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Should students expect material on AP or IB exams they never studied in class?

I've been spending time around graduating high school seniors this week, my twins and their classmates as well as the children of friends. So, I've been hearing gripes about tests, not teacher-produced tests that kids typically find fair but standardized tests.

The complaint: Their Advanced Placement or International Baccalaureate tests contained material and problems never covered in class.

Here is my question: How does that happen? Is the system designed that way? If so, what are students supposed to do?

In talking to teachers, they say it's nearly impossible to cover all the content in an AP or IB class. They also say the standardized tests for those classes are often grueling but many students will fare better than they expect as a result of how the exams are scored. The IB literature talks about "grade boundaries," which are the minimum scores required to achieve each grade and are determined after the tests are administered.

That's good news because even top students – kids who scored in the top 1 percent on the ACT or SAT – complained about unfamiliar material on IB math and science tests. (Polar equations, for one.) A few students estimated they were 30 to 60 days behind where they should have been in class to have been fully prepared for the tests.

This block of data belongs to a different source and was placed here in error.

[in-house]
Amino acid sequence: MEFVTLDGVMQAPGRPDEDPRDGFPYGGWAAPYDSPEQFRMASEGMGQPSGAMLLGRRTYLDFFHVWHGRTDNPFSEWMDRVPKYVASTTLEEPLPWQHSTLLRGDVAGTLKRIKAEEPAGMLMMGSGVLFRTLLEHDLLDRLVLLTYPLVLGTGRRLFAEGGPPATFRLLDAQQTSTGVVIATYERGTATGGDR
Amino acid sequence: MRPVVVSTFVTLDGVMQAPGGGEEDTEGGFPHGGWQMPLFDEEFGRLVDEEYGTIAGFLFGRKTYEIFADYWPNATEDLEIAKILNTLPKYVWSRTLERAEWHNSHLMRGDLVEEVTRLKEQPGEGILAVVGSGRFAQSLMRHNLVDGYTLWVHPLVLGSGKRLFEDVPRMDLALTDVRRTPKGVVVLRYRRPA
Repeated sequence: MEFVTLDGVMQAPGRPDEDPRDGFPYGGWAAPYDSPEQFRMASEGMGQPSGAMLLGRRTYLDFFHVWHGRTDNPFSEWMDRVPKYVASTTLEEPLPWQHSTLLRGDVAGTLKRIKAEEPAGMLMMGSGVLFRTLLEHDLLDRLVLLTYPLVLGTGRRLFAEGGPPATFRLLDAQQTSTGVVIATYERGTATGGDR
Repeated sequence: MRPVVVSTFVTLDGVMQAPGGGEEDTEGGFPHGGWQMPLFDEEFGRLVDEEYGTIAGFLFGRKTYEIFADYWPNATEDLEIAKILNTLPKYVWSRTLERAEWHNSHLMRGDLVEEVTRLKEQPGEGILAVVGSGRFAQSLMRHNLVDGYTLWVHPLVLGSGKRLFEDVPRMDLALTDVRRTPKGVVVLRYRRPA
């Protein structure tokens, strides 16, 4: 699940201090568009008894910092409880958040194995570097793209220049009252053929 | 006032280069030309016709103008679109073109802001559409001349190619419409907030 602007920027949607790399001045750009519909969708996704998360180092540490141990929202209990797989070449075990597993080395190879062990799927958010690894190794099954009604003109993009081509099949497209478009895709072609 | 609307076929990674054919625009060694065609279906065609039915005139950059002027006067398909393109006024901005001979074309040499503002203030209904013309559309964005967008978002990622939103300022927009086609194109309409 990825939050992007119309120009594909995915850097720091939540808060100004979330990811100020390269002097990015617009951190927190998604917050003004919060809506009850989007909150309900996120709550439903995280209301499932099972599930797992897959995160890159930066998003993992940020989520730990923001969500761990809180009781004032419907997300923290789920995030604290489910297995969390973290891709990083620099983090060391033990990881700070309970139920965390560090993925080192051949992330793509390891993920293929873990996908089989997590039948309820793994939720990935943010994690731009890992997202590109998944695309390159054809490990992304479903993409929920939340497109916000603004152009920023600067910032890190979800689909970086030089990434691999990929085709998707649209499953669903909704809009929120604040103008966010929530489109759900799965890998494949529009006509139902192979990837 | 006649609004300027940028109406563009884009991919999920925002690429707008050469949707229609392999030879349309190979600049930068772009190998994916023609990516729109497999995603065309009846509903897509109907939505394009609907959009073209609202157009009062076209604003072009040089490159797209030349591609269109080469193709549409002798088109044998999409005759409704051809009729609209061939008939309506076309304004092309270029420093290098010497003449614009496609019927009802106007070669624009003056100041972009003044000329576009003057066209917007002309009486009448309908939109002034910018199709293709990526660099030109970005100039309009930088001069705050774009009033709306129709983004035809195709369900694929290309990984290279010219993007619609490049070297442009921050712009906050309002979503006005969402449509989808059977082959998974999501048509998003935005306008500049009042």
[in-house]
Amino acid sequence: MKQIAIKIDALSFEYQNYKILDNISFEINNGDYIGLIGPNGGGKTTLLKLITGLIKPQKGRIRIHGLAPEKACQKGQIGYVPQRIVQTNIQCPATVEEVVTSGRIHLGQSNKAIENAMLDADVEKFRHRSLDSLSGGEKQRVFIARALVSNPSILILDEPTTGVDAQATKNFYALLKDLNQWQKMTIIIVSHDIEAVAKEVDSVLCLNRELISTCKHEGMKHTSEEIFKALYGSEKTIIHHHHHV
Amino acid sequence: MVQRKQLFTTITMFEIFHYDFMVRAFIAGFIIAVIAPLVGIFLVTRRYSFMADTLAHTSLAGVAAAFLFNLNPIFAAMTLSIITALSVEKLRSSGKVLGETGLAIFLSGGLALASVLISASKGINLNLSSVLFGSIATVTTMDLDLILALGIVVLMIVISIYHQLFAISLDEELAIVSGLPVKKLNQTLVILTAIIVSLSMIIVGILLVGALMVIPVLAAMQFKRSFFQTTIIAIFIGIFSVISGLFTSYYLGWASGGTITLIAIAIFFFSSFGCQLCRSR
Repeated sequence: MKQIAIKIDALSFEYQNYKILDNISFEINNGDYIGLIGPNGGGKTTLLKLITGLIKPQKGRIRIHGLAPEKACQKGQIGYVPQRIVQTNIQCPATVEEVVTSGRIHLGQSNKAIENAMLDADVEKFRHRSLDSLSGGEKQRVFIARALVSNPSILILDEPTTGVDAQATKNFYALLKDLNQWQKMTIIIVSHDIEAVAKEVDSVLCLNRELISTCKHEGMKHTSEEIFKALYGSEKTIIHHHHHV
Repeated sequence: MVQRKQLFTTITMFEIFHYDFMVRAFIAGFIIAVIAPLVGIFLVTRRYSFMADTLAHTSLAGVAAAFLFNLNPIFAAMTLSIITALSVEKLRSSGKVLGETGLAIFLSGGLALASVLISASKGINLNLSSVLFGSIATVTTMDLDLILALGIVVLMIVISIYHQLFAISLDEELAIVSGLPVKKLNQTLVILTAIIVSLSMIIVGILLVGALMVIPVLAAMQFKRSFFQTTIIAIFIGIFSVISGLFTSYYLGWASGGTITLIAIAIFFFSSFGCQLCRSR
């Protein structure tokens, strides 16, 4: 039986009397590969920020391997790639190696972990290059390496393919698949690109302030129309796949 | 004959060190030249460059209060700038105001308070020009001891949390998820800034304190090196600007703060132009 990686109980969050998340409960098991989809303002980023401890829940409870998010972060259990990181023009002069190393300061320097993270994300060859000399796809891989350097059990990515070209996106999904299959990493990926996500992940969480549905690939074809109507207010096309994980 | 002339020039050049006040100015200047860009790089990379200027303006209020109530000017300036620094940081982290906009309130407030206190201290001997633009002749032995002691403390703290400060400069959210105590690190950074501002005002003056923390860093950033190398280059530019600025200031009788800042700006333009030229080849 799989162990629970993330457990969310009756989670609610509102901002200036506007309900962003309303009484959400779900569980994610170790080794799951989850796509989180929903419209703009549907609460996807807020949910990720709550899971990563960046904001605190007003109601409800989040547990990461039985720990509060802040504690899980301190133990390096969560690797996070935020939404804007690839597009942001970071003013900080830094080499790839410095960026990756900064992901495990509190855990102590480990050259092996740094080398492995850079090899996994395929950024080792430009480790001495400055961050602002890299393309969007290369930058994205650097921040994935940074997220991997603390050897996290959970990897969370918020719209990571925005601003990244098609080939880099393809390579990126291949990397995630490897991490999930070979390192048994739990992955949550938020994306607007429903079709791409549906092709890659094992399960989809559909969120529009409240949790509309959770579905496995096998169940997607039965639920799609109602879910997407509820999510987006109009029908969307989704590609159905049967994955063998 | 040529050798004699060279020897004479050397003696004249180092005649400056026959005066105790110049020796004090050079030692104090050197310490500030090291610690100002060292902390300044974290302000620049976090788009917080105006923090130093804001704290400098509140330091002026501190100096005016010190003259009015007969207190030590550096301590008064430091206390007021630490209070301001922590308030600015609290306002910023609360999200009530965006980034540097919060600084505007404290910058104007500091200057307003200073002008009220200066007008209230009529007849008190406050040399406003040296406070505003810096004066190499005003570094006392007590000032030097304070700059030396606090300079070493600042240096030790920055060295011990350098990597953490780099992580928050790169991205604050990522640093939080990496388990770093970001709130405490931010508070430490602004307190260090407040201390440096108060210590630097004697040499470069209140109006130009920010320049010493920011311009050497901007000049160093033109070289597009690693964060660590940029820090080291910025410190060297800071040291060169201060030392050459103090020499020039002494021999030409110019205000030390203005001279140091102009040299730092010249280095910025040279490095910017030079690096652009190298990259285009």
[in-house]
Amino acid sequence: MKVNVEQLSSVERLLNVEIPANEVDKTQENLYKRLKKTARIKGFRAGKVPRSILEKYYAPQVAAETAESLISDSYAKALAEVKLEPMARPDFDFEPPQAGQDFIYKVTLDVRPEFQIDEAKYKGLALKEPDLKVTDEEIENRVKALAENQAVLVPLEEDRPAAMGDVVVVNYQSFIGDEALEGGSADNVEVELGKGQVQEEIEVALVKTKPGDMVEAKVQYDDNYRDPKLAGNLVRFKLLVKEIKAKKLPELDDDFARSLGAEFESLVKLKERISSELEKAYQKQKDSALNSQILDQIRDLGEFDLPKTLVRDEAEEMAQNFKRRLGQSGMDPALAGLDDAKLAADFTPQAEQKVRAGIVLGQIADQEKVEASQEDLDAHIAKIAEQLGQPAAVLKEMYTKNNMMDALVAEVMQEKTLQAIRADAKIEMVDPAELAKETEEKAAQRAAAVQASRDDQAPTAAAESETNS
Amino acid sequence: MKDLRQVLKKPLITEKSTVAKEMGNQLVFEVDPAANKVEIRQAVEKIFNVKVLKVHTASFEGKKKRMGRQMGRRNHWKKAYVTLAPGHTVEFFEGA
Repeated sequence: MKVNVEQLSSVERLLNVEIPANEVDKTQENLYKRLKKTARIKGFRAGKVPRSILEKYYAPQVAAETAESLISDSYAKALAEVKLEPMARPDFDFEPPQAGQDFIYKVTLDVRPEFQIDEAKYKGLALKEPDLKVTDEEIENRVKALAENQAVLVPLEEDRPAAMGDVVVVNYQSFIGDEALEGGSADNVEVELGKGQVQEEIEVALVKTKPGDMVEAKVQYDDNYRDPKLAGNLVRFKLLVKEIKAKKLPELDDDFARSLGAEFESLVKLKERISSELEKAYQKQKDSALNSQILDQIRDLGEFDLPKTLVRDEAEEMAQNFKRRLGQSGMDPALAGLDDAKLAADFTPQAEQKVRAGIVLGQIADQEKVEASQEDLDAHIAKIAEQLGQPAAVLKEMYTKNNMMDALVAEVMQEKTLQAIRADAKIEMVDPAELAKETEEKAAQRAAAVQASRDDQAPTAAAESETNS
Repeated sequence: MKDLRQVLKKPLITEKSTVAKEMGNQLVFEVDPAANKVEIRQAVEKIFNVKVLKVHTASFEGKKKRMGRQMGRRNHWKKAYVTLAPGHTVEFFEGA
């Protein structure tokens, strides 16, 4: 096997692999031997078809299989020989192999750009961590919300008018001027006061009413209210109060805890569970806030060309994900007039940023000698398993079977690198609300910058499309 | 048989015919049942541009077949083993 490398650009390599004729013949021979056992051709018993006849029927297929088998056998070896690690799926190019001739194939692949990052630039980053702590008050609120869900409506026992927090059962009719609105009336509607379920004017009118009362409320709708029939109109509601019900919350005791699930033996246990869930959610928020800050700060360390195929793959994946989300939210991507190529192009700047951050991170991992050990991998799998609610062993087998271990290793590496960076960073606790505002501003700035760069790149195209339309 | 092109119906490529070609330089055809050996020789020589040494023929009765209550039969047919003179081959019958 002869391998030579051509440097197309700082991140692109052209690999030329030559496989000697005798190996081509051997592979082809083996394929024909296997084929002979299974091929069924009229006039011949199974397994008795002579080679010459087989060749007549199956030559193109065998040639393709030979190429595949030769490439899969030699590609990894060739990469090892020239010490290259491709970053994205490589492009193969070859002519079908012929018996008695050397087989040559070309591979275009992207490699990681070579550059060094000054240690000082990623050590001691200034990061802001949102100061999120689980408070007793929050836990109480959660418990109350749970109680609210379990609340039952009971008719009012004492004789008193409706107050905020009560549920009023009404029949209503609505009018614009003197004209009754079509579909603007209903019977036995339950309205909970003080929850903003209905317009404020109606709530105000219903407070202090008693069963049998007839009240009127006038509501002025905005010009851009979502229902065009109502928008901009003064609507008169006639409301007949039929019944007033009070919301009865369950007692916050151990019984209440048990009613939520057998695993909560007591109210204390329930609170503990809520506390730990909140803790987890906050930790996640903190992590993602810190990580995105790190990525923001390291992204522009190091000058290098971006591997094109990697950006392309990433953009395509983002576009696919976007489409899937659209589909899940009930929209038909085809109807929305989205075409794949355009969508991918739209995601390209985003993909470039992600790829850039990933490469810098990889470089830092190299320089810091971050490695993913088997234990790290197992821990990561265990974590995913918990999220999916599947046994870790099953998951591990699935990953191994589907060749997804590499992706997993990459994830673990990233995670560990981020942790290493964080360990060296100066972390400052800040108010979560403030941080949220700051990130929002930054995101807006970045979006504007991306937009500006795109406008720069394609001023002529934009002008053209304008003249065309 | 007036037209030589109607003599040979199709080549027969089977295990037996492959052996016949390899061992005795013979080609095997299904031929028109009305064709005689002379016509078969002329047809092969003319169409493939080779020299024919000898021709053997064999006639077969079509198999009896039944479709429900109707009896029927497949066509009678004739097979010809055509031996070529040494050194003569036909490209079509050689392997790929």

Last year's IB physics exams triggered a petition complaining the tests did not align with the course guides. Students worldwide signed it, including one from Thailand who wrote the exams "came straight from the depths of hell." (If you have time, read comments here from British students about the tests. My favorite: "My whole class buggered it." )

Several kids who attend private school told me their teacher warned them they would see questions on the AP exams on content they didn't know. The teacher urged them to try their own catch-up. A friend in New York said her child's academic magnet high school held weekend review sessions but the kids actually were learning new material that the class never reached.

My oldest son took AP World History from a teacher brand new to the course. A few weeks before the exam she realized there was a gap and offered morning boot camps to expose students to the missing material. It paid off for my son and his classmates who did pretty well on average.

Last year, I had several metro students tell me their AP U.S. History class never got as far as the modern conservative movement, which ended up being a key question on their exam.

Should students expect to see questions on these high-stakes exams on stuff they didn't learn or discuss in class? Does it come with the territory when the courses are created and graded by the College Board and the International Baccalaureate Organization?


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About the Author

Maureen Downey has written editorials and opinion pieces about local, state and federal education policy since the 1990s.